Growing Potatoes In A Garden Bed Of Hay

My potato growing experiment in a garden bed with hay or straw.

Growing potatoes again. What I should say is, I’m doing another potato growing experiment. This time, basically, in a garden bed with hay (or straw). Let me explain why I’m trying to grow potatoes this way, how I’m doing it, and what I hope to accomplish.

Well, the ‘why’ and what I hope to accomplish are part of the same motivation. That is, the continuing search to find a way to grow potatoes the most efficient way possible (and, hopefully, easier).

I hope to accomplish more potato pounds per square foot (harvest) than other traditional methods. For example, if I end up with 5 pounds harvest per plant (maybe overly wishful thinking), I might harvest ~ 100 pounds in a 4×8 (18″ tall) garden bed! (Details below about how many I planted in each bed).

(I will update this post throughout the growing season.)

From a prepping and preparedness point of view, potatoes are one of the vegetables with the most calories. This makes them ideal for part of one’s ‘Survival Garden’..

I chose Kennebec potatoes as the preferred variety. I’ve grown them before. They store very well, and longer than other varieties (stored in a ‘cool’ ‘dark’ place). I’ve stored them over from October until the following April. Plus, like any other, you could choose to ‘can’ some of them too (which I intend to do with part of this years harvest).

How to Grow Potatoes in a Garden Bed with Hay

Like I said, this is an experiment. I’ll update as I go along this season. And if it fails, I’ll let you know that too..

Tall Garden Bed For The Hay

I built two 4’x8’x18″ garden beds using 2×10 PT lumber. I want them tall because we’re going to layer it with hay as the potatoes grow. The idea being that the tubers will expand and grow into the bed of hay – so we need the garden bed to be tall enough to hold a good depth of it.

Base Layer of Soil

I used the rototiller to turn over the sod where the garden beds would be placed. Pulled out the sod chunks (and rocks) and rototilled again.

After placing the garden beds (and leveling them – because otherwise it would drive me nuts), I used my handy dandy tractor to add and dump in more soil over the rototilled dirt. The objective is to get a good 4 – 6 inches of loose soil for the seed potatoes to root well.

Prepare The Seed Potatoes

About 8 weeks ago, I bought a bunch of Kennebec seed potatoes. A week ago (when I was ready to move forward with this project since the threat of frost is now behind us), I removed the seed potatoes from the bag. Those which had several good eyes with growth, I was able to slice them for additional cuts for the garden.

I waited ~ 5 days for the cut skin to scab / harden before planting. This helps protect the seed potato from disease and/or potentially rotting in the ground. With whole potatoes, just plant the entire thing. Ideally with growth pointing up.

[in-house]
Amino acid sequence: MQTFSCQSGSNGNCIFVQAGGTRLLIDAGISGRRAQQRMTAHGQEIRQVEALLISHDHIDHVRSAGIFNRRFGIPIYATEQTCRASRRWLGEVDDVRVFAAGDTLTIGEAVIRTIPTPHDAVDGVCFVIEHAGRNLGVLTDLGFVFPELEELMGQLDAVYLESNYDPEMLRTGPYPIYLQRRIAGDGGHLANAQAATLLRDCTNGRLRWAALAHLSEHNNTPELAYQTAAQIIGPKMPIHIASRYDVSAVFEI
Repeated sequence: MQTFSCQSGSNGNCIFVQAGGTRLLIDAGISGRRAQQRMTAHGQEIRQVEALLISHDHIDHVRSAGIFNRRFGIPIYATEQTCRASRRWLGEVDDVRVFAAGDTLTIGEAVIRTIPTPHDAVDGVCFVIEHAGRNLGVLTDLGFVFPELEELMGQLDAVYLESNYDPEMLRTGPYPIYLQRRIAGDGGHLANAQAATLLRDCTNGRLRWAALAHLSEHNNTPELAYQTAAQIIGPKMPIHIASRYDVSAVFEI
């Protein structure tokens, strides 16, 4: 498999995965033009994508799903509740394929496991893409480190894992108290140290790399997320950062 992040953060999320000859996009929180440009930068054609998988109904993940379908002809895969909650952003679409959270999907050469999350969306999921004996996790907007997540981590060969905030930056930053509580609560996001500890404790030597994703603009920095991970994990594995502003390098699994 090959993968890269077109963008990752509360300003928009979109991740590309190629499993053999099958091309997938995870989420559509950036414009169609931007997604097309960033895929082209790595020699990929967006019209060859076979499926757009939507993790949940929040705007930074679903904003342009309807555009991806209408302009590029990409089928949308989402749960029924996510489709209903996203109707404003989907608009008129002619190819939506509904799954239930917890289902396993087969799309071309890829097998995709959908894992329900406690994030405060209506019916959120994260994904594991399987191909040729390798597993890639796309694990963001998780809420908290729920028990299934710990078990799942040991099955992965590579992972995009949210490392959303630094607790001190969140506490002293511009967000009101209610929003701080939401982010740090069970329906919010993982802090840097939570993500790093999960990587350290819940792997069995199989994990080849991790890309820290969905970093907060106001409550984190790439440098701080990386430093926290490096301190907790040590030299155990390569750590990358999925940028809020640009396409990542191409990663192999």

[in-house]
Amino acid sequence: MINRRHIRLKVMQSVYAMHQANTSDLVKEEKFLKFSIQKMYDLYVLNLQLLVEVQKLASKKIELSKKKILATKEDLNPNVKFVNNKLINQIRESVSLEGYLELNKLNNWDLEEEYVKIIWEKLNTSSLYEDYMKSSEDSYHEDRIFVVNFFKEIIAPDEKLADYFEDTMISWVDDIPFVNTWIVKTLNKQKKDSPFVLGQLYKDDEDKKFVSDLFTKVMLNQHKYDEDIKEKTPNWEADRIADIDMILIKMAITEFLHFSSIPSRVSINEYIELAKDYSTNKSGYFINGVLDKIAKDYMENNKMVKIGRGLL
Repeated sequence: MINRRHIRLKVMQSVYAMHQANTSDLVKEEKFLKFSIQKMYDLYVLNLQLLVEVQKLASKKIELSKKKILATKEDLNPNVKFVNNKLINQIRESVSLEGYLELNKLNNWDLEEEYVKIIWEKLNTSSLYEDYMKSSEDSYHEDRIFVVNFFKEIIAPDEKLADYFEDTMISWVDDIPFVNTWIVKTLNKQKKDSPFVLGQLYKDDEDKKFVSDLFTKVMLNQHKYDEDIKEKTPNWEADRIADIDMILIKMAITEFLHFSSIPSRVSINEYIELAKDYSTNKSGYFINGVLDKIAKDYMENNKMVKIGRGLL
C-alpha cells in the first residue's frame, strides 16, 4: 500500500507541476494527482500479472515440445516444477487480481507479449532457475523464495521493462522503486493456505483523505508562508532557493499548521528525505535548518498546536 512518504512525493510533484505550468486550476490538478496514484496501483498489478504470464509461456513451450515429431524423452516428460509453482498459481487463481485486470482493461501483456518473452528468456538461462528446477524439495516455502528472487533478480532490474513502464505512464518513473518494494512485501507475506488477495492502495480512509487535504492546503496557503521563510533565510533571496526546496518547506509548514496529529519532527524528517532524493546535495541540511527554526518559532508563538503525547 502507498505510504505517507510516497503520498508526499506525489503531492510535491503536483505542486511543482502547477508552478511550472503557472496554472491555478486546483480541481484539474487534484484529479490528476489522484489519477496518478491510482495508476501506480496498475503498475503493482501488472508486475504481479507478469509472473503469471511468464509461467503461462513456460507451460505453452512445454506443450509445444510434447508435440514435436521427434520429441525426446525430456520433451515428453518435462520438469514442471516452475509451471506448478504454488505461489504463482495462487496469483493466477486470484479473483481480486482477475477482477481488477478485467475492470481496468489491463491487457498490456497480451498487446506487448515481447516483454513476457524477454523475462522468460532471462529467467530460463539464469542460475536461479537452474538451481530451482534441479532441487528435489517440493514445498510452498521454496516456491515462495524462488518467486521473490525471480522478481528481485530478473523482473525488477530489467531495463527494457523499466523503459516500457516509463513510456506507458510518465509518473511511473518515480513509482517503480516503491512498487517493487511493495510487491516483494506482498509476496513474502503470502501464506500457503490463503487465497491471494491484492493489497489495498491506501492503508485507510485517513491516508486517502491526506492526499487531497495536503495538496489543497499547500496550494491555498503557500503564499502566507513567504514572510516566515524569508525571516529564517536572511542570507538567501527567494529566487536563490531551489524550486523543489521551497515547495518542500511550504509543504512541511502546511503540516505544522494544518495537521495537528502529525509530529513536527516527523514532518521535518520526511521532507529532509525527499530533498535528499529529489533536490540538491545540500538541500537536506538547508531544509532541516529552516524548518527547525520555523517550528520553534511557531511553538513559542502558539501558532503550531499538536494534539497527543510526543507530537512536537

sliced seed potatoes dried out for 5 days before planting
My Kennebec seed potatoes

How Many Potatoes in 4′ x 8′ Garden Bed

Are you ready for this? I planted 24 potatoes in each 4’x8′ garden bed. Three rows of 8. Yes, that’s a lot. But I believe it may be okay. We’ll see..

How I Planted The Potato Garden Bed

I scooped out each hole and dumped a bit of composted cow manure in the bottom of each hole. I’ve seen experiments on u-tube and this has apparently made a pretty noticeable difference for the rooting potatoes and resulting plant growth.

Add Cow Manure

I used a mixture of ‘Black Kow’ and some other brand of composted cow manure (from Home Depot). Although my neighbor is now raising cows so maybe next time I’ll just go over there with a shovel and my Gorilla Cart..

Cover The Potatoes

Next, simply cover the potatoes with soil. After that, I hosed it with some water.

Then, cover with a first layer of hay. My first hay layer was about 3 – 4 inches. I sprayed water on the hay too.

Add More Hay As Potato Shoots Grow Through

Growing potato plants in a garden bed of hay..

Here’s my plan.. When I see the new potato shoots growing through the hay, I’ll wait until they’re 3 – 6 inches above it and then cover it all over again.

The idea is that new shoots / tubers will grow out in that hay.

Important to keep the hay moist, but not soaked. I have a feeling that when the hay is fairly deep that the moisture will be more easily contained. Though glaring sun day after day may affect this. I’ll just keep an eye on it, and hope we get an average amount of rainfall.

I will update later when more progress has been made..

UPDATE: The potatoes grew through the first layer of hay and they look great so far. Looks like they’re 6 to 8 inches above the hay. I would have covered them sooner (maybe at about 4 inches), but we were away for a week.. Anyway, we added the 2nd layer of hay to cover them up. When they poke through again, yet another layer of hay will be added.